There is also a widespread belief that Geneva was victimised first because UN member states aren’t happy at having to pay $1 billion on a new building, which they were strong-armed into paying for, and particularly with possible cost overruns.
Meanwhile, since Washington is the largest single contributor both to the UN’s regular and its peacekeeping budgets, a proposed 29% in US foreign assistance by the Trump administration is expected to have a heavy impact on the United Nations in New York.
Currently about 22% of the UN’s biennium regular budget of $5.4 billion comes from the US. So does 28% of the UN’s peacekeeping budget of about $8 billion.
Asked about the impending cuts proposed in the US budget, UN spokesman Stephane Dujarric told reporters last week: “We’re obviously studying the [US] budget, going through some of the numbers. I think, from where we stand and looking at the budget, as proposed now, would make it simply impossible for the UN to continue all of its essential work advancing peace, development, human rights, and humanitarian assistance around the world”
He said the budgetary process in the US is what it is. “It is going through a legislative process. So we will wait to see what comes out of that legislative process.”
“I think it goes without saying it, but it bears repeating that we’re obviously extremely grateful for the financial contributions the United States has been making and is making to the United Nations over the years as its largest financial contributor”.
Dujarric said that even before the proposed US cuts were announced, secretary-general Antonio Guterres has remained engaged in bringing out reforms in the UN system “ensuring that the UN is fit for purpose, delivers what it’s meant to deliver”.
He said Guterres has put out a number of directives to staff and the secretariat – over which he has authority – on limiting the amount of travel to necessary-travel only.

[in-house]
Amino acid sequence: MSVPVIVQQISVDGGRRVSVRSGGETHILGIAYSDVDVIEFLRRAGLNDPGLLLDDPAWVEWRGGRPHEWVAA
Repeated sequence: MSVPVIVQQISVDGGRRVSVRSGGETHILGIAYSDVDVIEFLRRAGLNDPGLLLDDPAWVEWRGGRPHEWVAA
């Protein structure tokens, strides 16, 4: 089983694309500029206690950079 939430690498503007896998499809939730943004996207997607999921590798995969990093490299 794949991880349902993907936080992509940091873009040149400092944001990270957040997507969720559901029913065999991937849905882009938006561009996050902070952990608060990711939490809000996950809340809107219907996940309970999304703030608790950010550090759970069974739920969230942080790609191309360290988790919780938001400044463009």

He has also asked the Department of Peacekeeping Operations (DPKO) and the Department of Field Support (DFS) to look at how the UN uses its air assets in peacekeeping missions, which would also include the cutting down as much as possible on the number of special flights.
“I think the secretary general is extremely aware of the cost… of the monies that is entrusted to us, and he would like to see a reduction in the number of expenditures, and he’s asked his managers to look at that. As for himself, he has also cut down drastically on the delegations and the number of people that travel with him.”
But still, said Dujarric, the UN needs resources to deliver on its mandates laid out by the 193-member General Assembly.
On cuts, Richards said reducing the size of UN staff delegations is probably a good idea. “But at the end of the day, travel is only a small part of the regular, Trump-affected budget. Much travel is paid from extra-budgetary sources, such as projects and events that require travel,” he noted.
Reflecting on the situation in Geneva, Richards pointed that what was noteworthy is that the ICSC decided to remove mitigating measures that would have softened the impact of the cut just before it started working on Geneva.
“The ICSC has agreed to review its decision at its next meeting in July and we hope it will put things right. Many staff have told us they will return from their holidays if need be to take collective action”, he warned.